Gurgi is a supporting character in Disney's 1985 feature film The Black Cauldron. He is portrayed as a gopher wood troll creature, whose speech distortions somewhat resemble those of Donald Duck.
Funny and clever to a fault, Gurgi is portrayed to be very cowardly throughout most of the film, but surprises viewers by sacrificing himself into the Cauldron to stop its evil power. He, however, is revived by the Witches of Morva. He has a huge love for apples, which he refers to as "munchings and crunchings".
Gurgi appears as a small, gopher-like creature with blue eyes and shaggy, light-brown fur.
Gurgi first appears when Taran is off searching for Hen Wen. When Taran tries to flush out the pig with an apple, Gurgi leaps down from a tree, and snatches the apple out of Taran's outstretched hand. Gurgi follows Taran for a while, hoping to steal the apple, though the boy doesn't want Gurgi around. The two finally split ways when Taran intends to enter the Horned King's castle. Gurgi insists neither of them should go, infuriating Taran further. Taran ultimately deems Gurgi to be a coward in addition to being a thief and sends him away. He also gives Gurgi the apple, claiming it was all he wanted. When Taran escapes from the castle with Eilonwy and Fflam, Gurgi meets up with Taran again and befriends Eilonwy. They journey into the underground realm of the Fair Folk and to Morva, but when the heroes are taken captive by the Horned King's forces, Gurgi runs away again. Eventually, Gurgi musters up the courage to go and help his friends and sacrifices himself and jumps into the Cauldron, destroying its powers and the Horned King with it. When the Witches of Morva offer another exchange deal, Taran trades the Cauldron for Gurgi's life, not bothering to get the magic sword back because he now considers his friends more important than being a great warrior.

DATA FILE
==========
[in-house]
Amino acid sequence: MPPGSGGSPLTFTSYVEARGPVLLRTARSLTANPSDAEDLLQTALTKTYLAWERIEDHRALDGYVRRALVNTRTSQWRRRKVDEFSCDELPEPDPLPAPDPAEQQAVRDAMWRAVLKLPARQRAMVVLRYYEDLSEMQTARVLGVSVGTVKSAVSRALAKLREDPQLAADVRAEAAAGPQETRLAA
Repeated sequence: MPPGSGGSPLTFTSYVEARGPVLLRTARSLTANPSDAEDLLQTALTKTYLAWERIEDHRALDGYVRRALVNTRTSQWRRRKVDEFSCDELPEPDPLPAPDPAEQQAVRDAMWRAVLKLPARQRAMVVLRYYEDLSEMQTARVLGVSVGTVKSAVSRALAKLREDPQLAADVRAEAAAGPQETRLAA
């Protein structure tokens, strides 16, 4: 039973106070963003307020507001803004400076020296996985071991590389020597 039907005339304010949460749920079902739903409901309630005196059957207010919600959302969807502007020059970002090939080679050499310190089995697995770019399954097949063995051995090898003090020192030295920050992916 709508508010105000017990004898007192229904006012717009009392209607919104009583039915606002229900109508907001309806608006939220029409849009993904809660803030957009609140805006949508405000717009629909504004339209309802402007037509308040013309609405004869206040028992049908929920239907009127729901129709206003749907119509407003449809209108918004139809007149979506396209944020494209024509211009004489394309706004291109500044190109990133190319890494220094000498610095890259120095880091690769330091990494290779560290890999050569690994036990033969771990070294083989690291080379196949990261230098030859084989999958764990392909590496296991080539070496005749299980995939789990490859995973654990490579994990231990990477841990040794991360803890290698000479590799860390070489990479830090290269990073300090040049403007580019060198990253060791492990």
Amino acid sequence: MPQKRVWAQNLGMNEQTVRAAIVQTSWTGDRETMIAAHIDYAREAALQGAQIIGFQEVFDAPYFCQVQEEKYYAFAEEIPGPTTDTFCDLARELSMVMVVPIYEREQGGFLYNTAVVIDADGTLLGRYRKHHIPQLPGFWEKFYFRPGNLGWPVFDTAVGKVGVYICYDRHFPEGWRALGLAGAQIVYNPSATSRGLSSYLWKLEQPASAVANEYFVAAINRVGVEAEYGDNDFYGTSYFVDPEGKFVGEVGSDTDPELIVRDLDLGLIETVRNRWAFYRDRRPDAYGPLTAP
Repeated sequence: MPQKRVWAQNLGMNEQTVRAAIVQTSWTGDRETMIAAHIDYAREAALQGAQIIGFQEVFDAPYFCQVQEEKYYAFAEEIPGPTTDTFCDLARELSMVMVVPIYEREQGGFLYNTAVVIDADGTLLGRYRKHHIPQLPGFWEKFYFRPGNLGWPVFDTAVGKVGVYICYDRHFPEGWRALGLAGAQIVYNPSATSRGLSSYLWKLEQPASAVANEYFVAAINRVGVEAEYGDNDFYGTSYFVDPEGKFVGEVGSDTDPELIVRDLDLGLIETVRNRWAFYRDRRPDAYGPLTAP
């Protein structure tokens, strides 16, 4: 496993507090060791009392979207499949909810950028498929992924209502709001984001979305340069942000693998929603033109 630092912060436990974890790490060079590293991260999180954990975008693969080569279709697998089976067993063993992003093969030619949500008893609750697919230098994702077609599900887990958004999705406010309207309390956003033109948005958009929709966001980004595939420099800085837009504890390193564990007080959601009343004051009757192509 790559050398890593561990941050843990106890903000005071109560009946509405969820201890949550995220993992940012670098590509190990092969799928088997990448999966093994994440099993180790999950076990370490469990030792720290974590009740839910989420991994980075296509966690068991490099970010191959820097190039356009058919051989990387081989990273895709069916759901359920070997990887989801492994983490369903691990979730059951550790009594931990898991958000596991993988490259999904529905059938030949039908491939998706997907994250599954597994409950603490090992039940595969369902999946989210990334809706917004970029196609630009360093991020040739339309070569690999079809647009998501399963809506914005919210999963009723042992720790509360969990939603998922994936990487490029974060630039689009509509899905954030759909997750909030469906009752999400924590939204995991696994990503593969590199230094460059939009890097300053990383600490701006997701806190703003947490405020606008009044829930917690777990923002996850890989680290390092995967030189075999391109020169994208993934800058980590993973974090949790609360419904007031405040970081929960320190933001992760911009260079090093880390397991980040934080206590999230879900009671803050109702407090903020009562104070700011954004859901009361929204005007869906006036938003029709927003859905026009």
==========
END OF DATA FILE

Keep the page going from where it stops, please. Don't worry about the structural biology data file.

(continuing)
When the film was first released, a quick-service eatery at the Magic Kingdom was named Gurgi's Munchings and Crunchings though the name would be changed in 1993.
Gurgi bears several similarities to Dobby the House-Elf from "Harry Potter." Both of them emerge causing problems for the protagonist. Both are seen much later causing trouble again, to the extent of violence (Dobby bewitches the "Rogue Bludger", and Gurgi assaults Fflam). Both have their own defining moment of self-sacrifice (Dobby Apparates into Malfoy Manor, Gurgi returns to the Horned King's castle). Dobby and Gurgi are both killed off near the end of the film (though Gurgi comes back to life, and Dobby does not). The two of them have mixed grammar that ends up in them using their own names instead of "I." Both of their voices are odd and high-pitched. Both are short, about half the size of the protagonist.